Blankers-Koen an unwilling feminist heroine
Posted: Monday August 9, 2004 10:58PM; Updated: Monday August 9, 2004 10:58PM
ATHENS, Aug 10 (Reuters) -- Long after she retired, Fanny Blankers-Koen rejected any suggestion she was a feminist heroine.
"Oh no, oh no," said the woman voted the female athlete of the 20th century. "I don't like the word."
Despite her protestations, Blankers-Koen's feats at the 1948 London Olympics changed blinkered ideas of women athletes for ever.
At the first Games after war had again ravaged Europe, the Dutchwoman was already 30. She was also the mother of a boy of seven and a girl of two.
Both factors were thought at the time automatically to disqualify any sportswoman from serious contention.
Blankers-Koen had already competed at an Olympics, taking part at the 1936 Berlin Games where she finished sixth in the high jump.
She kept up her training during the Nazi occupation and was a multiple world record holder when she travelled to London with her husband and coach Jan Blankers.
By common consent, however, Blankers-Koen was too old to pose a serious threat in the four events she was allowed to enter under the rules of the day -- the 100 and 200 metres, the 80 metres hurdles, the 4x100 relay.
In the drab surroundings of Wembley stadium, Blankers-Koen confounded the sceptics with four golds in nine days.
She began by winning the 100 metres on a rain-soaked track by more than a metre. The hurdles final proved the toughest race of all.
Blankers-Koen made a poor start then hit the fifth flight, lost her balance and went across the line in an apparent dead heat with British ballet teacher Maureen Gardner and Australian Shirley Strickland.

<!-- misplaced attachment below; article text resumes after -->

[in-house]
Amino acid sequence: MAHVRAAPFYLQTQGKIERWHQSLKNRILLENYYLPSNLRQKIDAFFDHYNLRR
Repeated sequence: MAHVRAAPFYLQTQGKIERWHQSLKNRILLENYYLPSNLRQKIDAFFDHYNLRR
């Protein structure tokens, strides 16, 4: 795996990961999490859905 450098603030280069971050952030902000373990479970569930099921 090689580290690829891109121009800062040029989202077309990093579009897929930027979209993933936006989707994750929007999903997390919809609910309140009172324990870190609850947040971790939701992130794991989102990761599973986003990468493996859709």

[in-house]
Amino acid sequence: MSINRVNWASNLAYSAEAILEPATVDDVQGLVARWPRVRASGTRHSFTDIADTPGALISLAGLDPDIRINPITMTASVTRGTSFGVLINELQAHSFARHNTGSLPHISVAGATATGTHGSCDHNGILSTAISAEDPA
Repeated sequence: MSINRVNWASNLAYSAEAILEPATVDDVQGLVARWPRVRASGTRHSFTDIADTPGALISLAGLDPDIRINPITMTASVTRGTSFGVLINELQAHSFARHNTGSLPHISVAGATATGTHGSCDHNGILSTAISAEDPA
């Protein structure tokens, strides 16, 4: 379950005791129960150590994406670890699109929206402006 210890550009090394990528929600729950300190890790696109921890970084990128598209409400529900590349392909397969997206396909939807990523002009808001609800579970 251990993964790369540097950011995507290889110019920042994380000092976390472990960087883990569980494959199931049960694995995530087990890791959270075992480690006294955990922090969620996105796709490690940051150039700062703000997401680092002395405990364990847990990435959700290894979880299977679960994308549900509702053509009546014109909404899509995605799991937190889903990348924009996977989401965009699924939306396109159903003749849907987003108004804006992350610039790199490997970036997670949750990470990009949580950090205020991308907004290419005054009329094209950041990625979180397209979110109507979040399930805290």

When the band struck up "God save the King," Blankers-Koen was certain she had lost to Gardner. She soon discovered the British national anthem heralded the arrival of King George VI at the Royal Box and she had won the gold medal.
Emotionally exhausted she had to be persuaded by her husband to run the 200 metres heats.
She rallied to win the final by 0.7 of a second, still the largest margin by either man or woman in an Olympic sprint final. On the following day Blankers-Koen reeled in a five-metre deficit on the anchor leg of the 4x100 relay to take her final medal.
Blankers-Koen returned to Amsterdam where a horse-drawn carriage was waiting for her. She maintained her love of competition and did not finally retire until she was 37.
In 1999 she was voted the female athlete of the 20th century and she died in January this year, aged 85.
"In the years after World War Two she was an inspiring symbol for many woman," Dutch newspaper Algemeen Dagblad said at her death. "Fanny Blankers-Koen did pioneering work in the emancipation of women in sports, without bragging about it."
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